Hermione eyed him suspiciously, but reluctantly accepted the broom. “I’ll wait for you in the Common Room.” She said, striding away.
Harry waited until she was out of sight before jogging to catch up with the blonde.
“Malfoy!” He called, raising his hands briefly to show he wasn’t armed as the three Slytherins whirled around. “I just want to talk to you. Alone.”
Draco sneered at him, but curiosity flared in his blue grey eyes. “You’ve got two minutes, Potter. Don’t waste it.” He shoved Crabbe and Goyle away when they would’ve lingered. “Go on! I can handle Scarhead.”
Harry gritted his teeth at the hated nickname, waiting until the two goons were gone before speaking again. “Look, this is going to sound strange, and it will likely never happen again, but I wanted to apologize.”
“This ought to be good.” Draco scoffed. “For what, exactly?”
“For the way I acted when we met for the second time, in the Great Hall before the Sorting.” Harry said quietly. “It was probably a complete shock because it was an absolute about face from our first meeting in Diagon Alley. You were the first wizard my own age that I’d ever met, to be honest.” He shook his head, grimacing. “Look, I can’t tell you the details, but sometime between that day and the first day of school, I was Obliviated. They took all of my memories, and gave me new ones. I didn’t even remember meeting you until a couple of nights ago, okay? So as far as I knew, Ron was the first wizard our age that I’d met, and I really wanted a friend.” He glared at Draco a bit defiantly. “But the memories are back now, and that one sticks out, so I just wanted to apologize. That’s all.” He turned abruptly away, wanting to get out of hexing range before the shock wore off.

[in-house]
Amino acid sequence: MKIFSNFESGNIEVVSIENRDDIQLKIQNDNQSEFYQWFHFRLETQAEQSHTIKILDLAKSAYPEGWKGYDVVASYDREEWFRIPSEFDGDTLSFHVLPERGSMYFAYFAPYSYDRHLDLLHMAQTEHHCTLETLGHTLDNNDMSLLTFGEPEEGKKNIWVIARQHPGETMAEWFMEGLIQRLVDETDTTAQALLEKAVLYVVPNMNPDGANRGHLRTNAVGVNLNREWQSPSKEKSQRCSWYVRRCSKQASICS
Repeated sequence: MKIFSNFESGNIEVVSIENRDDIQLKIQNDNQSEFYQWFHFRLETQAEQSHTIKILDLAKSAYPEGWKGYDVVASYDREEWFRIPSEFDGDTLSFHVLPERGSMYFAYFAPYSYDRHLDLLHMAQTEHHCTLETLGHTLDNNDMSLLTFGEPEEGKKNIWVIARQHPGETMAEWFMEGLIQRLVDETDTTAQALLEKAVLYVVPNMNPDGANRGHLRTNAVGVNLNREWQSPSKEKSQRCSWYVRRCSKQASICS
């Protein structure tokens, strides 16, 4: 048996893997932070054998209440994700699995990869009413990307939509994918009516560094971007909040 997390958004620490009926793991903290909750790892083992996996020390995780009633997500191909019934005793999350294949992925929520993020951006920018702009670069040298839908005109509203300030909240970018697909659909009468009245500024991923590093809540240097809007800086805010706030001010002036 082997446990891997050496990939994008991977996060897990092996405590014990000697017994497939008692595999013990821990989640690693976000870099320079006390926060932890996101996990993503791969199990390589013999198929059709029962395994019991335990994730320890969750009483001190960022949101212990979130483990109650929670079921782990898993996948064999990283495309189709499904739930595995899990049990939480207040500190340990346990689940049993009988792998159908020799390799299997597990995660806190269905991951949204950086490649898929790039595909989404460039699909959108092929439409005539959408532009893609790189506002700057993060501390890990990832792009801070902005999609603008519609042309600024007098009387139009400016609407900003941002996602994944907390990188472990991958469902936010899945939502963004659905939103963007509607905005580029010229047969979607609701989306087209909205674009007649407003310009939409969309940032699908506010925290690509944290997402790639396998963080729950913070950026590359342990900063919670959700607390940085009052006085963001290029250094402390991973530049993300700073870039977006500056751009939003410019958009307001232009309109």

Draco watched him go, still gobsmacked. Of all the things that he had expected, an apology from the Golden Boy was not one of them! He stared after the dark haired Gryffindor, brow furrowed in thought.
Obliviated. Someone had Obliviated the Boy Who Lived. But who? And why? He shook his head, hard. “Who cares.” He muttered. “It doesn’t matter anymore.”
But it did. Draco had been surprisingly and genuinely hurt when Harry had refused to shake his hand, turning his nose up at everything silver and green in favor of Weasley red and Gryffindor gold. He hadn’t questioned why Potter had done such an abrupt about face, but the barb had struck deep and he had channeled all that hurt and resentment into becoming Harry’s rival. If they couldn’t be friends then they would be enemies and thus equals and in each other’s lives, in some way.
But what was he supposed to do now? It felt almost…petty and undignified to continue his self-imposed revenge on Potter (although Weasel was still fair game), and Granger had a wicked right hook that he had recently experienced up close and personal. Maybe he would lay off a bit for a change. Ignore all of them, and rile them up by his very inaction. See how Potter liked it, being snubbed like he had done to Draco…
The blonde stopped in surprise. Why hadn’t he questioned the other boy’s abrupt personality switch? And why was that particular day in the robe shop so vague in his own mind? He probed the hazy memory, like testing a sore tooth with his tongue. He could remember that day, but…someone had taken the memory. And the more he searched, the more hazy spots he found in his mind.